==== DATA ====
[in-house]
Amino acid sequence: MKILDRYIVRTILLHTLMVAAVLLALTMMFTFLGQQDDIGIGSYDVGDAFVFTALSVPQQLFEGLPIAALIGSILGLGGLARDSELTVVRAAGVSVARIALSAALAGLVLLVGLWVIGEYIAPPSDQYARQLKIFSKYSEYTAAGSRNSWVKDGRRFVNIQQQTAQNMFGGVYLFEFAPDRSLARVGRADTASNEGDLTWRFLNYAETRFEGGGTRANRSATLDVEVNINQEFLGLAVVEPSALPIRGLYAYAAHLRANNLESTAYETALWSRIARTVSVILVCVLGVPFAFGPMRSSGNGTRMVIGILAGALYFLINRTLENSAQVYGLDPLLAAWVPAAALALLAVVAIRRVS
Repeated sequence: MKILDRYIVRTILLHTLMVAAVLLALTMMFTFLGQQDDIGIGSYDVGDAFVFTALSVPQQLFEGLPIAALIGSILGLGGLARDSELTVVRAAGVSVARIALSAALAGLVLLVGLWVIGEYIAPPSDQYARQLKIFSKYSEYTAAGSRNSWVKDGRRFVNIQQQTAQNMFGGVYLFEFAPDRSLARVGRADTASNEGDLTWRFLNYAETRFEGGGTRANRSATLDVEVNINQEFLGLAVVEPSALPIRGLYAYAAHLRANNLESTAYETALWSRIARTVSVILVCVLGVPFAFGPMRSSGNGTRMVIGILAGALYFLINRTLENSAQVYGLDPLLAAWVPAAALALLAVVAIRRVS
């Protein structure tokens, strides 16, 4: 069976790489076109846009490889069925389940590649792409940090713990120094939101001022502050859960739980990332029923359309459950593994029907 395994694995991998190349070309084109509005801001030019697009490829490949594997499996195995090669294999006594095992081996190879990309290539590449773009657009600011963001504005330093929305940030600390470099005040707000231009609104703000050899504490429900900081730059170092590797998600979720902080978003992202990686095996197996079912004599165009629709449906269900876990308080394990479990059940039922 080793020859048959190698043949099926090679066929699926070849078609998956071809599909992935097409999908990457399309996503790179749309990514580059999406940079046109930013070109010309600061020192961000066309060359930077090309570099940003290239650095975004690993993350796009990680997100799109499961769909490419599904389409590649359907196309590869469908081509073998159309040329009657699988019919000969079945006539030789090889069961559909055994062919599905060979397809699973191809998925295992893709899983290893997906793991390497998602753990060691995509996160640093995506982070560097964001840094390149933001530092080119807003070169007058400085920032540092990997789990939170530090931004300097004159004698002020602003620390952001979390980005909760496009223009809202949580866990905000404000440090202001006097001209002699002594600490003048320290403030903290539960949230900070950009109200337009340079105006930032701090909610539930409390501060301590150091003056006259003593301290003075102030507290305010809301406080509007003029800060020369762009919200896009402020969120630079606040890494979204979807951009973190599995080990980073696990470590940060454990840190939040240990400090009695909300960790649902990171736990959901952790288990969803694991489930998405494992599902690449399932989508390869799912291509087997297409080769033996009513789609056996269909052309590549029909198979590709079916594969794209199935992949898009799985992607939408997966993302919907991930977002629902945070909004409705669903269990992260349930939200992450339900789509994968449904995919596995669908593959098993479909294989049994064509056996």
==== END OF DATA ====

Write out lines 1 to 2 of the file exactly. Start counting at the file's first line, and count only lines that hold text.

[in-house]
Amino acid sequence: MKILDRYIVRTILLHTLMVAAVLLALTMMFTFLGQQDDIGIGSYDVGDAFVFTALSVPQQLFEGLPIAALIGSILGLGGLARDSELTVVRAAGVSVARIALSAALAGLVLLVGLWVIGEYIAPPSDQYARQLKIFSKYSEYTAAGSRNSWVKDGRRFVNIQQQTAQNMFGGVYLFEFAPDRSLARVGRADTASNEGDLTWRFLNYAETRFEGGGTRANRSATLDVEVNINQEFLGLAVVEPSALPIRGLYAYAAHLRANNLESTAYETALWSRIARTVSVILVCVLGVPFAFGPMRSSGNGTRMVIGILAGALYFLINRTLENSAQVYGLDPLLAAWVPAAALALLAVVAIRRVS